“Quantitative easing for the public” could work. This means monetary injections by the Federal Reserve, not into the reserve accounts of banks, but into the bank accounts of the public, on condition that its first function must be to pay down debt. This would reduce debt directly without disadvantaging savers, and would reduce the profitability of the financial sector without affecting its solvency. But the FIC likes its profitability, so good luck with that too.

      In short, the FIC would rather detonate the whole system than solve the problem. So the only viable solution is distance from the system. I’m out of range, thanks.

      You know, GDP figures look a lot different when you account for debt. It gets worse when you account for ecological assets, and make the appropriate projections, because all the GDP figures go to zero.

      • nhz says:

        ” You’d need to unwind all the existing debt securitisation and prohibit it in order to cancel the debt overhang. Good luck with that.”

        This was the main problem after the Dutch Tulip Bubble (+/- 1637) ran its course. Half the population participated somehow, using verbal promises or something written on a piece of paper in the taverns where most of the trading took place. It proved impossible to settle the debts despite a government commission studying all options for over two years. In the end the public lynched a few politicians and somehow the economy got started again. Of course people never learn, the current Dutch Housing Bubble is about as bad as Tulip Mania with relatively even more fake money sloshing around.

        This time we need to discard more than a few of the people responsible for the madness otherwise the lesson won’t stick.

        As to ecological debt, this will get settled too, in fact I think it has already started :(

      • Saltcreep says:

        Unamused, I suspect you’re knowingly misleading a bit in your introductory comment. Just because those who hold most of the old money get all the new money does not mean that their old money doesn’t get watered down as well, it’s just that, since they get the new money and nobody else does, then their slice of pie gets bigger.

        Your last paragraph, though, describes the one thing that most makes me want to tear my hair out: That we measure wealth by how much wealth we consume rather than by how much wealth we conserve. It’s a truly staggering feat of mass delusion to have succeeded in conflating the consumption and destruction of wealth with wealth itself…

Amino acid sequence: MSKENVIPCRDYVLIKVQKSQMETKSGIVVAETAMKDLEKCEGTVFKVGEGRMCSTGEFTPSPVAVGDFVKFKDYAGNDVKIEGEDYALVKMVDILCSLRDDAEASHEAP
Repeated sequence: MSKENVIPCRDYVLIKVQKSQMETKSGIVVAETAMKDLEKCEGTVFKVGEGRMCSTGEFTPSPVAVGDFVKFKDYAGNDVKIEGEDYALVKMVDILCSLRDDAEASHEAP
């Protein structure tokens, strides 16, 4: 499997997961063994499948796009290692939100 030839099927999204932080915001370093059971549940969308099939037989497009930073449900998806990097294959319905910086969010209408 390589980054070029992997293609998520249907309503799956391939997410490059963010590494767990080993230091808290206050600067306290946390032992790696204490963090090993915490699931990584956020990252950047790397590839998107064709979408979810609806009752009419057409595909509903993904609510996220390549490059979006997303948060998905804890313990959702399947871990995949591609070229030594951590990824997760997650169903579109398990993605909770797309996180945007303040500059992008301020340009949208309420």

• Unamused says:

          I suspect you’re knowingly misleading a bit in your introductory comment.

          I was being intentionally simplistic for mass consumption. Your explanation is more expansive and therefore more correct. Too bad I can’t recruit you.

          Your last paragraph, though, describes the one thing that most makes me want to tear my hair out: That we measure wealth by how much wealth we consume rather than by how much wealth we conserve.

          You may be pleased to know that where I come from we do measure our wealth by how much we conserve. Our ROI averages 8% by preventing the product of our labor from becoming parasitised and relying on carefully selected technologies. We do not use credit, fossil fuels, in fact most things most people take for granted in modern societies. We participate in the larger money economy less every year, in the hope we can avoid its problems until we too are overwhelmed, thereby buying ourselves some time.

        • Saltcreep says:

          I wish I could make some sort of similar claims to my credit, but I’m afraid I’m just more of a hypocrite, myself. My own puny attempts at damage limitation are frankly embarrassing, all things considered.

      • WSKJ says:

        Would love to see some references cited for the frequency of the use of the Jubilee in historic times, in order to reduce private debt (re your statement above, Unamused; but I might have phrased its purpose a bit differently…).